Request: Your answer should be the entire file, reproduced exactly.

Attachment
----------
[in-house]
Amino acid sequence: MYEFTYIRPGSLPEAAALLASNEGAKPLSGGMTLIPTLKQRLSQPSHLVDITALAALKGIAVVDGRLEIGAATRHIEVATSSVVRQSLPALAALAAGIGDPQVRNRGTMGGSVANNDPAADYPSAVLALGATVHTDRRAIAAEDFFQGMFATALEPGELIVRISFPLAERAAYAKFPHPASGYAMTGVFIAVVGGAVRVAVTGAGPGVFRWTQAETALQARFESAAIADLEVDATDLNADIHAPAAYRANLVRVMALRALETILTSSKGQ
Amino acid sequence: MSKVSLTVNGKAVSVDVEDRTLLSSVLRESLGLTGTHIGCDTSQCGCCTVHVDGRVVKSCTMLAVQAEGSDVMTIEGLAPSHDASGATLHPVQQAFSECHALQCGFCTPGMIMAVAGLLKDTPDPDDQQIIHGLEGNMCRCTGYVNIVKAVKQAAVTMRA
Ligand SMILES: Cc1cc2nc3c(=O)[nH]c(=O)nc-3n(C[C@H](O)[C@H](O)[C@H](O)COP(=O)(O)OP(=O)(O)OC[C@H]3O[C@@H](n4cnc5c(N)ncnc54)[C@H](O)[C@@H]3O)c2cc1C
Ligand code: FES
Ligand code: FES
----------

[in-house]
Amino acid sequence: MYEFTYIRPGSLPEAAALLASNEGAKPLSGGMTLIPTLKQRLSQPSHLVDITALAALKGIAVVDGRLEIGAATRHIEVATSSVVRQSLPALAALAAGIGDPQVRNRGTMGGSVANNDPAADYPSAVLALGATVHTDRRAIAAEDFFQGMFATALEPGELIVRISFPLAERAAYAKFPHPASGYAMTGVFIAVVGGAVRVAVTGAGPGVFRWTQAETALQARFESAAIADLEVDATDLNADIHAPAAYRANLVRVMALRALETILTSSKGQ
Amino acid sequence: MSKVSLTVNGKAVSVDVEDRTLLSSVLRESLGLTGTHIGCDTSQCGCCTVHVDGRVVKSCTMLAVQAEGSDVMTIEGLAPSHDASGATLHPVQQAFSECHALQCGFCTPGMIMAVAGLLKDTPDPDDQQIIHGLEGNMCRCTGYVNIVKAVKQAAVTMRA
Ligand SMILES: Cc1cc2nc3c(=O)[nH]c(=O)nc-3n(C[C@H](O)[C@H](O)[C@H](O)COP(=O)(O)OP(=O)(O)OC[C@H]3O[C@@H](n4cnc5c(N)ncnc54)[C@H](O)[C@@H]3O)c2cc1C
Ligand code: FES
Ligand code: FES